The key lies in untangling the relationship between success and control by redefining what we mean by control in terms of trading. Business success often comes from controlling events. Trading success usually comes from reacting to those events. The control required is personal rather than external.
The trader understands that the only events that he has control over are the timing of his entry and his exit. This does not destroy the need for analysis but it does change its relationship with control. An understanding of demand and supply factors, of management strengths and weaknesses, of statistical measures of performance, or of technical indicators used with
charts is a vital part of the trading process. Good analysis helps to make the entry and exits much better.
But the trader understands that his analysis does not shape the market. It helps him to define it, but not to influence it. This is the direct opposite to the understanding of the relationship between analysis and and control of events in business. Returning to our housing example, as a result of his analysis the business man takes control of events by building duplexes. The trader increases exposure to that market segment in reaction to price activity. It is the exercise of this understanding that permits the trader to profit from the market.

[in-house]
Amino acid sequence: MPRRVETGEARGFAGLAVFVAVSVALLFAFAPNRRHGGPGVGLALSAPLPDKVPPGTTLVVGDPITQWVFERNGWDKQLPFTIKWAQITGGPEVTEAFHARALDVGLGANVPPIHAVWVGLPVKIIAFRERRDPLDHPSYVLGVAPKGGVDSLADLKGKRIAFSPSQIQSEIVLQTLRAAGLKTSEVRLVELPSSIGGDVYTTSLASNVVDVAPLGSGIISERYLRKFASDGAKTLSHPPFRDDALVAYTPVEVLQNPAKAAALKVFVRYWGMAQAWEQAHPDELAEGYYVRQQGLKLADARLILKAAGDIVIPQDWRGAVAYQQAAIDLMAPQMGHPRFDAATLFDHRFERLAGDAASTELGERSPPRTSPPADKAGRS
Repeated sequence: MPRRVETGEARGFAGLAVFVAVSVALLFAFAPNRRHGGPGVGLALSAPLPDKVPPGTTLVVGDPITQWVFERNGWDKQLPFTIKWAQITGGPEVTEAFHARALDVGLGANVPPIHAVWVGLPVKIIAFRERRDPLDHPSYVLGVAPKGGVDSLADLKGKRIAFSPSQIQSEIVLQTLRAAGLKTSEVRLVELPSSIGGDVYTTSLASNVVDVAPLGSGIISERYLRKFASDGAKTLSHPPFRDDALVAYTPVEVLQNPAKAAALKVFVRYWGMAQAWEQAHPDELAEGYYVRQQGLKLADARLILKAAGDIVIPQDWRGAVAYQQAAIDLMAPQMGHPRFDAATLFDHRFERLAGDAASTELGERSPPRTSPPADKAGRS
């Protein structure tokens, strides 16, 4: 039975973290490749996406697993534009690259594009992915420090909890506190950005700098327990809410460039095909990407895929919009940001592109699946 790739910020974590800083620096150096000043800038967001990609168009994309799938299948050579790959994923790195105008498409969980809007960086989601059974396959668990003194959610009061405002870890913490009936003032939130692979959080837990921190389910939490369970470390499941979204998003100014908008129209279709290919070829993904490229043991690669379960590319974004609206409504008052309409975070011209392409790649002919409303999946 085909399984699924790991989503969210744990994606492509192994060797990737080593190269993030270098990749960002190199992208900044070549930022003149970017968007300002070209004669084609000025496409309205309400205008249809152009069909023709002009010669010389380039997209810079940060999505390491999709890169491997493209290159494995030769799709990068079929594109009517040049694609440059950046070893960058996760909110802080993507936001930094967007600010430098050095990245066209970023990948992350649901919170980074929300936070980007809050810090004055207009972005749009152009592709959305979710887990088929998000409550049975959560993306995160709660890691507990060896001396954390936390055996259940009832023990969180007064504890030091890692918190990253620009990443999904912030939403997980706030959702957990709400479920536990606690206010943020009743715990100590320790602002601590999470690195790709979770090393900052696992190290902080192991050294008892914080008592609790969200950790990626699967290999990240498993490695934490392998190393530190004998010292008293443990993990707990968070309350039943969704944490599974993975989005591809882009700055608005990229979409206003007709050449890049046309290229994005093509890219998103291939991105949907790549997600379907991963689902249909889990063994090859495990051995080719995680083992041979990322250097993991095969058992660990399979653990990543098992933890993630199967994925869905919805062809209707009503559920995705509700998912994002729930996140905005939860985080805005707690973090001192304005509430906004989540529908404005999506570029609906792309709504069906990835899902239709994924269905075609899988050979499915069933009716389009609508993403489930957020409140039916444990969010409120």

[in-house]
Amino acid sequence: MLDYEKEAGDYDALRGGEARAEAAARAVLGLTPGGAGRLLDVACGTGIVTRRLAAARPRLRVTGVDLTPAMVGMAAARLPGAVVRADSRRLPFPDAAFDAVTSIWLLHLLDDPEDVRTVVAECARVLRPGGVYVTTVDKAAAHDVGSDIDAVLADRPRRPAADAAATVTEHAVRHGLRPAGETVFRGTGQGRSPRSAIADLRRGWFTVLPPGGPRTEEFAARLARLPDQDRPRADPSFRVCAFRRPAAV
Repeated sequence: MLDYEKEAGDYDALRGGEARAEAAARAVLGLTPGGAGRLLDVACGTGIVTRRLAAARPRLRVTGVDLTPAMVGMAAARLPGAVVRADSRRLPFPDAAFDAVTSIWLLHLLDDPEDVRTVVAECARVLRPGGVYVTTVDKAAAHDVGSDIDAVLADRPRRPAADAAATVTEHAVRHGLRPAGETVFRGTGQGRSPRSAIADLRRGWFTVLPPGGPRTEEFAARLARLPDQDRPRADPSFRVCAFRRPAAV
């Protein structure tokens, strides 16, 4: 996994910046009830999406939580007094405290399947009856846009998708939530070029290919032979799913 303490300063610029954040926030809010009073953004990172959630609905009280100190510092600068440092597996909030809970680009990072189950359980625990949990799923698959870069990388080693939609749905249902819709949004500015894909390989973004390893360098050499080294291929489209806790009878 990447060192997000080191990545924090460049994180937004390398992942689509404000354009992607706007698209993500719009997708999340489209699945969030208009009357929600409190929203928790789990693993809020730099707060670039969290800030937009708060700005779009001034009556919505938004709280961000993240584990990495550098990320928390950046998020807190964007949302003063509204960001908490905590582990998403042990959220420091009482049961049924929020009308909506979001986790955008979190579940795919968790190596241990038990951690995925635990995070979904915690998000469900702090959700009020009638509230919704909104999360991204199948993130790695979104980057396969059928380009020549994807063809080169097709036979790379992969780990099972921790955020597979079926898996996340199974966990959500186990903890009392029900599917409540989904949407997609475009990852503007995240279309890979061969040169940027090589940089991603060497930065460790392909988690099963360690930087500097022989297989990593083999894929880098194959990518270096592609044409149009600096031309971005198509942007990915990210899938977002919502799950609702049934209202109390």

Irrespective of whether the markets are the result of a random walk, of a pattern, of cycles, or a product of chaos, the trader makes his profit by controlling the only element he can realistically control - himself. He applies an analytical framework to improve his understanding of the market so he can make consistent decisions about how he is going to trade the market as it is rather than the way he would like it to be.